Below is a video of Serena Williams’s face before the last set of her match against Virginie Razzano. As Razzano stepped off the court for a bathroom break, the cameras focused in on Williams, who covered her face with a towel in an apparent attempt at privacy before thousands of fans and international media.
From the looks of it, Williams is barely crying. A wrinkled, distressed look on her face? Sure. But I didn’t catch any tears.
Yahoo! Sports covered the match, calling it “one of the biggest upsets in tennis history.” Yet the article came with the headline: “Serena Williams cried during dramatic upset loss at French Open (VIDEO).” SB Nation also fixated on her sorrow, reporting she “was caught crying into a tissue on the court.”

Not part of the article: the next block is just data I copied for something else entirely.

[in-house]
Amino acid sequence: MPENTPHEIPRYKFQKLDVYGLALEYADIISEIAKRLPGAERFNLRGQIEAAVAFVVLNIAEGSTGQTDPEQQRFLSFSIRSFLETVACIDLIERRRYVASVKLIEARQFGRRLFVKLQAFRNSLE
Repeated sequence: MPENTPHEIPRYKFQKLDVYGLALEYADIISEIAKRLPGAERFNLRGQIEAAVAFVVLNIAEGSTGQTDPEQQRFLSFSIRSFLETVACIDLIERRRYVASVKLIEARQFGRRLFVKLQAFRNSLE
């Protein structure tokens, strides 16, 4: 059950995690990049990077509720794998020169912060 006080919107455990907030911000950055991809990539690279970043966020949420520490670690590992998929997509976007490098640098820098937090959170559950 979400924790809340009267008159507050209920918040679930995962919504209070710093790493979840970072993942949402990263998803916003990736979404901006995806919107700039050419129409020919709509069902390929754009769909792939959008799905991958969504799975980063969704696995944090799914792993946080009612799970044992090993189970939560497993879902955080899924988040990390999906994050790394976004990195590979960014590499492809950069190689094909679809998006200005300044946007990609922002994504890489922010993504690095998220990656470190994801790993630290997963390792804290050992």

Williams kept it together pretty impressively under an epic level of scrutiny. When Razzano stepped into the bathroom, Williams bravely stayed out on the court. Imagine sitting alone in a stadium of thousands of people, knowing you were on the losing end of “one of the biggest upsets in tennis history.” Even if she had let out a real cry, it would have been understandable. Athletes, both male and female, cry on the court or field all the time. Sports reporters generally agree at this point that it’s hardly a big deal.
Williams’ loss was a big deal, and certainly worthy of headlines, as it marked the first time she’s lost in the opening round of a grand slam event. What was less worthy of headlines was how she almost, sort of, maybe cried.